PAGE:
Is it not surprising to know that tortoises and turtles existed on earth from over 200 million years ago? How interesting it is to know that family-member of that cute shelled reptile you are planning to bring home once shared space with the dinosaurs. Tortoises and turtles possess a very good sense of smell and have brilliant eyesight. Hobbyists and families, take a fancy to them and enjoy rearing them at home and enjoying their movements.
In case you have an idea of including a tortoise or a turtle as a family member, or simply taking one home on an experimental basis, you can get the required information from the Pet Smart tortoise or turtle guide or a turtle rescue league. This will guide you to have a wonderful time with your pet nurturing, feeding, caring and having fun together.
How to Pet a Turtle
Turtle care advises that you should approach your pet turtle from the front, slowly. You are likely to scare the turtle if you are not visible to it, or your hand abruptly comes into sight.
Softly allow your finger to nuzzle the middle-top of the turtle’s head, vigilantly keeping away from its nose/eyes.
Once the turtle reposes its confidence in you, massage its neck. If you desire to carry your pet, attempt this from its rear, and gently scoop it with your hands. If you do not have time to wash your hands later, wear gloves while handling it, should it urinate on you.
Stroke your turtle’s shell in mild circular motions. Do not touch its claws and feet. Keep away from stressing them, when they show their displeasure by hissing or snapping at you.
Allow your turtle to crawl on you; make sure that they keep away from the edges and do not trip and fall.
Use a soft brush or a toothbrush (an unused one) to scrub its shell. Cleaning it is an option, not a necessity.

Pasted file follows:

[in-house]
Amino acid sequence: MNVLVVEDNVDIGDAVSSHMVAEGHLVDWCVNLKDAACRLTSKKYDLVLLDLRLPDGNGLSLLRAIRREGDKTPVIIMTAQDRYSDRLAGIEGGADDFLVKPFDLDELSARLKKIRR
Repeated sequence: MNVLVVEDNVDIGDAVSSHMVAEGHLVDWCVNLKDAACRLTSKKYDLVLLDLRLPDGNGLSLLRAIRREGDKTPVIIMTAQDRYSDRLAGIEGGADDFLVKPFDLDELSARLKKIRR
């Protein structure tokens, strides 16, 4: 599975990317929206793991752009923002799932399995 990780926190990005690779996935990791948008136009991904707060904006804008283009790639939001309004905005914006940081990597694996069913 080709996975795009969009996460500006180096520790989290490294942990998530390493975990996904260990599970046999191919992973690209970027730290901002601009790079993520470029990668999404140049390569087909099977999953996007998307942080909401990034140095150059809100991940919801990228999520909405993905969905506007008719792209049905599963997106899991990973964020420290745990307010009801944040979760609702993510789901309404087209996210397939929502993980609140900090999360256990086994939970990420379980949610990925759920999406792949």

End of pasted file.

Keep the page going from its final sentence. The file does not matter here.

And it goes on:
How Perfect Is a Turtle for Your Family?
Are you aware that since 1975 the United States put a ban on sales of turtles under 4 inches for the reason that turtles present a high risk of carrying diseases, particularly for children? This ban by The U.S. Food and Drug Administration (FDA), they say, has resulted in the effective prevention of over 100,000 cases of salmonella related diseases in children every year.
In spite of this risk of health, currently many like to adopt turtles as their pets. They seem an ideal family pet because of their beautiful, colorful shell and their dainty movements. All the same, they are carriers of the dreadful bacteria named Salmonella.
Do Not Be Fooled
Turtles possess salmonella as a natural phenomenon, Turtles affected by Salmonella, do not appear sickly in any way. Besides, they do not shed Salmonella all the time. A single negative test will not give you a positive indication if the turtle has a salmonella infection. It is possible that, on the day the test, it did not shed Salmonella.
Certain cases of salmonella infection may lead to acute infirmity, hospitalization and in certain cases lead to even to death in sensitive people like the aged, children under 5, and people with less resistance to sickness on account of pregnancy, chemotherapy, cancer, diabetes, organ transplants, liver problem and several other diseases.
Of late several cases of Salmonellosis associated with turtles have come to light in The United States.